Cruise Lines Set Their Sights on Luxury
More baby boomers and Gen X’ers are looking for more-inclusive high-end sails.
Over the past nine months, mid-tier cruise lines have increasingly set sail toward a more affluent demographic. Royal Caribbean acquired a majority share in luxury cruise line Silversea in July, its first foray into the luxury cruise market. MSC Cruises announced in October that it will invest $2 billion euros to construct “ultraluxury” cruise ships to debut in 2023; that same month, AAA Travel reported that “sailings on small, luxury cruise lines have grown over the last year by high double-digit percentages in some cases.”
“The upper premium and luxury markets are attractive to cruise lines as there is an emerging trend of baby boomers and Gen X’ers desiring more-inclusive cruises,” says Thomas Matesic, senior executive director of cruise product and revenue management at International Cruise & Excursions, Inc. Matesic points to new upscale options, which often include gratuities, complimentary premium beverages, and unlimited Wi-Fi. Cruise lines looking to attract travelers in these demographics will most likely continue the trend of ordering new ships instead of trying to make an existing fleet work. “Newer ships have modern conveniences such as USB ports and electrical outlets built in, as opposed to a retrofitted older vessel,” Matesic adds.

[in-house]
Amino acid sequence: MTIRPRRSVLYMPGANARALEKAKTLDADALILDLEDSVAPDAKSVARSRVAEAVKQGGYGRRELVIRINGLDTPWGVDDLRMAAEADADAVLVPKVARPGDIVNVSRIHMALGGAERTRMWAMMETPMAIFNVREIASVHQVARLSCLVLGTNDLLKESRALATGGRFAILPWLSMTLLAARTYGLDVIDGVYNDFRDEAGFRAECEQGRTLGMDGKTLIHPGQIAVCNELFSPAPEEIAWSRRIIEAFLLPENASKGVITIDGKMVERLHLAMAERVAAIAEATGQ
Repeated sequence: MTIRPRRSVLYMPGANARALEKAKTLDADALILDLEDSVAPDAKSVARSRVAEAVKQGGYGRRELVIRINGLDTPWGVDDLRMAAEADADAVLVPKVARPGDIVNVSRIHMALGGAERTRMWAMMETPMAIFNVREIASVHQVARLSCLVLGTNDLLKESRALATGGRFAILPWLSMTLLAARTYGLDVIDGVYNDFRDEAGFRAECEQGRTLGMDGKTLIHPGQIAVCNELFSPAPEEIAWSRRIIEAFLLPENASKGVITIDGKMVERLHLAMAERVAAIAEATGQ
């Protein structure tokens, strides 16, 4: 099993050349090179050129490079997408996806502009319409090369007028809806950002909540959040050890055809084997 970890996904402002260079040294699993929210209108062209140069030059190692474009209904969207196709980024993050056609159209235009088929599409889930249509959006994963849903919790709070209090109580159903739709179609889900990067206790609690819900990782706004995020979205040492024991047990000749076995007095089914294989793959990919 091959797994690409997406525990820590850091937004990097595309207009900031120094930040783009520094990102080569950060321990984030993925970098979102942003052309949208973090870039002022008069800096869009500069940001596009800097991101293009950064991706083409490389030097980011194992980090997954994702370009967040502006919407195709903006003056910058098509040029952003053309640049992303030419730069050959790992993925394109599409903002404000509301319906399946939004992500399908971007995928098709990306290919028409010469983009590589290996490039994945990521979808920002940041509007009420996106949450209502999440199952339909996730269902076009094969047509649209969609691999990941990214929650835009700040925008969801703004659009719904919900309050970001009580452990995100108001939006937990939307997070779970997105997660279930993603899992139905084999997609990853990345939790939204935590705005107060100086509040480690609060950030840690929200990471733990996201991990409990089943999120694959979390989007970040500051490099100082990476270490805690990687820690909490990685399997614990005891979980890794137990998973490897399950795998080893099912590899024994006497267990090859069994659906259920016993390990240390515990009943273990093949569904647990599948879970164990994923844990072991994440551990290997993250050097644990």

But travelers aren’t looking for just conveniences. Today’s luxury ships tend to have experiences built into the booking price, such as shore excursions, wine tastings, and curated dining selections, while many contemporary cruise lines charge an additional fee. There is a level of value-seeking and sophistication shared by baby boomers and Gen X’ers, along with having a higher disposable income than members of younger generations, so they’re more likely to opt for a cruise that includes more offerings instead of paying extra fees onboard.
Matesic also recommends having options dedicated to the desire for casual comfort food as well as fine-dining options to provide variety on longer cruise journeys. “Many RCI® members have shared that they love fine dining, but when sailings are longer than 10 days, they’d like, on occasion, to eat at a restaurant dedicated to more everyday fare.” Think simple lasagna and a good burger as opposed to crab cakes with rémoulade and veal fillet on rhubarb. Cruise lines that can provide variety as well as inclusive offerings will be well set up to draw in luxury passengers.
Photo credit: Simon Harvey Photography/Silversea Cruises